Monday, August 14, 2017

Elephant In The Room, Congressional Bill HR 2603, Shriners, Elephant Tourist-Attractions in Asia, Nosey & World Elephant Day

Congressional Bill HR 2603 guts the most basic protections of the Endangered Species Act for any species not native to the U.S. It's shocking because Americans like you have made one thing clear: Elephants, apes, rhinos, and other wildlife should be protected, not come under further threat. Tell Congress we care about Africa's wildlife – help stop H.R. 2603 today.

Shriners Are Still Abusing Elephants & Defeating Elephant
Shriners across the U.S. hire traveling circuses for fundraising. That makes them responsible for the circus elephants who are forced to perform grotesque acts as they endure sad, deprived lives on the road. Shriners in Maine recently defeated the proposed legislation, LD396, “An Act To Limit the Importation of Elephants” that would have protected elephants. Shriners got their wish and they will continue to exploit elephants for fundraising.

The money that the Kora and Anah Shriner chapters (temples) raise by exploiting elephants and other captives in circuses does not go to the twenty-two Shriner Hospitals for Children. It goes to fund the operations of the chapters including such things as building maintanance. This is true of Shriners across the U.S. who also exploit elephants, making them one of the biggrest sponsors of captivity and abuse of fellow animals. Shriners also hold many non-circus fundraisers that actually go to Shriner Hospitals for Children. They are creative and successful without exploiting elephants. Obviously, they can choose to raise money for their administrative expenses this way as well.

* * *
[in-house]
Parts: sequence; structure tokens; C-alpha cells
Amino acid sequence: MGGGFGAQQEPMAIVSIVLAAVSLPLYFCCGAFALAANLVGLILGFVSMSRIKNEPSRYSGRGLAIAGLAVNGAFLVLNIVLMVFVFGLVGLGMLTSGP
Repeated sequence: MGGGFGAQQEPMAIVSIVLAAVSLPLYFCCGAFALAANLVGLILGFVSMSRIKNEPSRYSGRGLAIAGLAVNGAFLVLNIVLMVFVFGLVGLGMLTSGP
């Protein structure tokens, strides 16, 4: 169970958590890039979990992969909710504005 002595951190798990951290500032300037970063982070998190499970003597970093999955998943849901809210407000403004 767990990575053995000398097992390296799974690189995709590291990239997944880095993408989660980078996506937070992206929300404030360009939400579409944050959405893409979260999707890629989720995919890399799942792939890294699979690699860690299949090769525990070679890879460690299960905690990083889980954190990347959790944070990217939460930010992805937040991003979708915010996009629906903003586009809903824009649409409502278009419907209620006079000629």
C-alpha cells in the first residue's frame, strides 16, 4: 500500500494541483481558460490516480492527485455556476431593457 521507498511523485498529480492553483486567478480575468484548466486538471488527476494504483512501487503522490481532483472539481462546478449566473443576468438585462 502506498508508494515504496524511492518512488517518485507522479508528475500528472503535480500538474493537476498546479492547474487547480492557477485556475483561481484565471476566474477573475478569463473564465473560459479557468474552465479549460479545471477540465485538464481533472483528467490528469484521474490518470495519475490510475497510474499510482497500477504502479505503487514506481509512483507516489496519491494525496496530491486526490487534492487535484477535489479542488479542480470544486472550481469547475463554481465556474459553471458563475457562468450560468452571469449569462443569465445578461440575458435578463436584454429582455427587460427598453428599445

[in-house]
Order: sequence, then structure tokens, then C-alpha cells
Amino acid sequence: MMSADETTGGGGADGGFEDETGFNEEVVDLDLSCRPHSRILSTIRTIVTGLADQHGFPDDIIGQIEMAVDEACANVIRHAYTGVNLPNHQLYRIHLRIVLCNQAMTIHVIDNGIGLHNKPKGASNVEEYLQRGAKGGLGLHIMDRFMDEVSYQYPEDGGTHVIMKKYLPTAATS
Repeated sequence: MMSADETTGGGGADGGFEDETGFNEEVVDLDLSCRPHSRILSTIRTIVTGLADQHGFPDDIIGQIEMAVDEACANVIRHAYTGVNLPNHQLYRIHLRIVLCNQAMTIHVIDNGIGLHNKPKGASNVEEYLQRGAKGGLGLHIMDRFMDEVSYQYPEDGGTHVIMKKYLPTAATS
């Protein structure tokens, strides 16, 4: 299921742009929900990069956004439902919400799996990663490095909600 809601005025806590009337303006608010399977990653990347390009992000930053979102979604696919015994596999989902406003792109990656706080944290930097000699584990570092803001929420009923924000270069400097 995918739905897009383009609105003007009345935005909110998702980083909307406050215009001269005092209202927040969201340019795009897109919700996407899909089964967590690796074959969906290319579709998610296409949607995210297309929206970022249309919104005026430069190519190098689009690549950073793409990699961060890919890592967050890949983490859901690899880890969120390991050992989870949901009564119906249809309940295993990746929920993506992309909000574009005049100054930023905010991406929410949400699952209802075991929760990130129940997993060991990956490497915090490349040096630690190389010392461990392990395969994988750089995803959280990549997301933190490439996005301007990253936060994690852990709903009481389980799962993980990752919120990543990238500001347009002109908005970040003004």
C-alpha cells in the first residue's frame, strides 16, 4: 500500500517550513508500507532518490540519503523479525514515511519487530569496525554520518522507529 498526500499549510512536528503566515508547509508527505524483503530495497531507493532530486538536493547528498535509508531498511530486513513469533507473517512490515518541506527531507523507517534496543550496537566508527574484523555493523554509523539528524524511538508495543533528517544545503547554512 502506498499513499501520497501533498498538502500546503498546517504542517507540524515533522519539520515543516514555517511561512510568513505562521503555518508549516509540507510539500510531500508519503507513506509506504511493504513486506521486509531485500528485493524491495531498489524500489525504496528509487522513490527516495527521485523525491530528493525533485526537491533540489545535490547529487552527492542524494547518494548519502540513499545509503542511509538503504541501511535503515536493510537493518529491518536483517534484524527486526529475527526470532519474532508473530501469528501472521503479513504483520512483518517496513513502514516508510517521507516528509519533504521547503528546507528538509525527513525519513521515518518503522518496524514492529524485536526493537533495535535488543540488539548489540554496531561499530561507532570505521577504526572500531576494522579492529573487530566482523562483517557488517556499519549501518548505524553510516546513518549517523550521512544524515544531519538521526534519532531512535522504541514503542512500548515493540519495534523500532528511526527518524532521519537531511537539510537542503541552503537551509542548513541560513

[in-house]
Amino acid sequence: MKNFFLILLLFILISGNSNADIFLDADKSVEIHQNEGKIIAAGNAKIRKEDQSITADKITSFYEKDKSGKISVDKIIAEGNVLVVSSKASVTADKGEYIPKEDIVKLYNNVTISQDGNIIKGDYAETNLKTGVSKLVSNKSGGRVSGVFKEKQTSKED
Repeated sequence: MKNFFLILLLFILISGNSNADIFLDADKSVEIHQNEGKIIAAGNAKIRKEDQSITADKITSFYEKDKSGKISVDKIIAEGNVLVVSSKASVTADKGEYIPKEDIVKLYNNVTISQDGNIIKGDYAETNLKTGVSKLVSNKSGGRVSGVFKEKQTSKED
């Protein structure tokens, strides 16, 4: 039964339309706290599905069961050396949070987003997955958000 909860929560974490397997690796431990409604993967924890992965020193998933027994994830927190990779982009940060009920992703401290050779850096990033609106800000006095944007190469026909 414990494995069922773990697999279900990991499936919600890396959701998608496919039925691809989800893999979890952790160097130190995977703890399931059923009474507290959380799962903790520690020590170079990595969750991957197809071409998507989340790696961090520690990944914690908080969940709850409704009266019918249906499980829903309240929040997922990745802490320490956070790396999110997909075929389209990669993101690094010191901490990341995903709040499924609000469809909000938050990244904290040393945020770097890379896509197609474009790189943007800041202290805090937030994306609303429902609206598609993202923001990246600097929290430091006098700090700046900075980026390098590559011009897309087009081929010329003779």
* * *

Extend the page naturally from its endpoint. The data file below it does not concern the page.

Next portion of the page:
Shriners across the U.S. have tricked the public into believing their circus fundraising is harmless family entertainment. They hide from children how elephants suffer during long trips in close confinement as they are trucked from town to town, month after month. This stresses and harms elephants physically and psychologically in ways unique to traveling circuses. Their elephant sensibilities are assaulted by crowds of shouting people and demeaned when children and adults pay to ride on their backs.

Shriners effectively lie to children about what their circus tickets pays for. This, and elephant abuse, runs counter to the Shriners Creed, described in The Fez Owner’s Manual: “As individuals, we pledge ourselves to integrity, virtue and nobility of character.” We are moving as a society to understand that elephants belong in Africa, and if already captive, they should be moved to accredited sanctuaries where they can live as close to normal lives as possible. Shriners are doing their best to prevent that and should not be supported.

9 ‘Jumbo’ Reasons Not to Ride on an Elephant. More than 3,000 elephants—including babies—are held captive in elephant tourist-attraction “orphanages” and “parks” across Asia, and the number is growing, according to new findings from our friends at World Animal Protection. The animals are beaten into submission when young and then forced to let travelers take rides on their backs and to perform confusing and sometimes painful tricks, including walking on tightropes, balancing on two legs on a small drum, painting pictures, and dancing. But if tourists knew what elephants endured for their vacation photos, they would hit “delete”—on both the pictures and the industry.